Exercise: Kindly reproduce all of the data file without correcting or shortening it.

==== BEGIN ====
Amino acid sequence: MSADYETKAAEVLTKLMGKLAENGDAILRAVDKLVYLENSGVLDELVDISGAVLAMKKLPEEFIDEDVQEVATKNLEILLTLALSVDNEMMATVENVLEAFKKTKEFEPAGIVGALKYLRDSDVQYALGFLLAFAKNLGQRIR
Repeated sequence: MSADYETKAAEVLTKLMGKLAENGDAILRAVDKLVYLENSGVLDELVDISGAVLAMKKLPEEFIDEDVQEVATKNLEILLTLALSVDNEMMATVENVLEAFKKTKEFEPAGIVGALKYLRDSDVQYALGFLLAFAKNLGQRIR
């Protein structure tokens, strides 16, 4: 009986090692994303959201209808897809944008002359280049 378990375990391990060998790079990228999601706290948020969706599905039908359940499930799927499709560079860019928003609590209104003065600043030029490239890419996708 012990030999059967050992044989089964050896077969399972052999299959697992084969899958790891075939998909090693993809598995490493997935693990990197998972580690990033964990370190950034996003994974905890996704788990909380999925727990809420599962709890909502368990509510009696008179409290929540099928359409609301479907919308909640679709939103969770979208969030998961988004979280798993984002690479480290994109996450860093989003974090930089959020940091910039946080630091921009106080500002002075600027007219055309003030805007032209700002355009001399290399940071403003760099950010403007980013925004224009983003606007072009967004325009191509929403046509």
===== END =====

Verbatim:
Amino acid sequence: MSADYETKAAEVLTKLMGKLAENGDAILRAVDKLVYLENSGVLDELVDISGAVLAMKKLPEEFIDEDVQEVATKNLEILLTLALSVDNEMMATVENVLEAFKKTKEFEPAGIVGALKYLRDSDVQYALGFLLAFAKNLGQRIR
Repeated sequence: MSADYETKAAEVLTKLMGKLAENGDAILRAVDKLVYLENSGVLDELVDISGAVLAMKKLPEEFIDEDVQEVATKNLEILLTLALSVDNEMMATVENVLEAFKKTKEFEPAGIVGALKYLRDSDVQYALGFLLAFAKNLGQRIR
């Protein structure tokens, strides 16, 4: 009986090692994303959201209808897809944008002359280049 378990375990391990060998790079990228999601706290948020969706599905039908359940499930799927499709560079860019928003609590209104003065600043030029490239890419996708 012990030999059967050992044989089964050896077969399972052999299959697992084969899958790891075939998909090693993809598995490493997935693990990197998972580690990033964990370190950034996003994974905890996704788990909380999925727990809420599962709890909502368990509510009696008179409290929540099928359409609301479907919308909640679709939103969770979208969030998961988004979280798993984002690479480290994109996450860093989003974090930089959020940091910039946080630091921009106080500002002075600027007219055309003030805007032209700002355009001399290399940071403003760099950010403007980013925004224009983003606007072009967004325009191509929403046509």